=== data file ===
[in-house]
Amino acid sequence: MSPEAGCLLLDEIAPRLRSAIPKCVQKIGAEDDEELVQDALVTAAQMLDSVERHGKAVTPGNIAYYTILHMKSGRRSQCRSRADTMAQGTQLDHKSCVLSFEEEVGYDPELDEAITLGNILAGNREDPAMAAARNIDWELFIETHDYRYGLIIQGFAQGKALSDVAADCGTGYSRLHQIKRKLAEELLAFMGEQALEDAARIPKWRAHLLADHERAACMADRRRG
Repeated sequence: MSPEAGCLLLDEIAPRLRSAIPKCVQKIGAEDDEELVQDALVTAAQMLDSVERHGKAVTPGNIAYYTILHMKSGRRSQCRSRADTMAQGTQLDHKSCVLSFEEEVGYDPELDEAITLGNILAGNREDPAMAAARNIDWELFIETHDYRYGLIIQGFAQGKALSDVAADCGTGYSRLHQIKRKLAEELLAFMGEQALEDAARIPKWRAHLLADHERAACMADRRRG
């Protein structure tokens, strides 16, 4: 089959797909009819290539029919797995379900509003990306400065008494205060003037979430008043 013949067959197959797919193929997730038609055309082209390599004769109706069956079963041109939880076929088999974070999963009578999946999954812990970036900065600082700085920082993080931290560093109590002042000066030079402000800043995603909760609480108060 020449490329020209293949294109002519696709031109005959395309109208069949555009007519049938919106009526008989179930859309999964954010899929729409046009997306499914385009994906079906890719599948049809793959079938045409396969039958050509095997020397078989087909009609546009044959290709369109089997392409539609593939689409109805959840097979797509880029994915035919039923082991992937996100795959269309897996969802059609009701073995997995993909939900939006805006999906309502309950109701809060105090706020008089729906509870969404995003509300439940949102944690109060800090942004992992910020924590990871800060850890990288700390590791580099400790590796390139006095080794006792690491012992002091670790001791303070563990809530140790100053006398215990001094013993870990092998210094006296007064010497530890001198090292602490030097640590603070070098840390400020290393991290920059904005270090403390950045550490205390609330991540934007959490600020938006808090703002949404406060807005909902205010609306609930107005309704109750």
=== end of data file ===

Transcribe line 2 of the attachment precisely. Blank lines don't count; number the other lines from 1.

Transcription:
Amino acid sequence: MSPEAGCLLLDEIAPRLRSAIPKCVQKIGAEDDEELVQDALVTAAQMLDSVERHGKAVTPGNIAYYTILHMKSGRRSQCRSRADTMAQGTQLDHKSCVLSFEEEVGYDPELDEAITLGNILAGNREDPAMAAARNIDWELFIETHDYRYGLIIQGFAQGKALSDVAADCGTGYSRLHQIKRKLAEELLAFMGEQALEDAARIPKWRAHLLADHERAACMADRRRG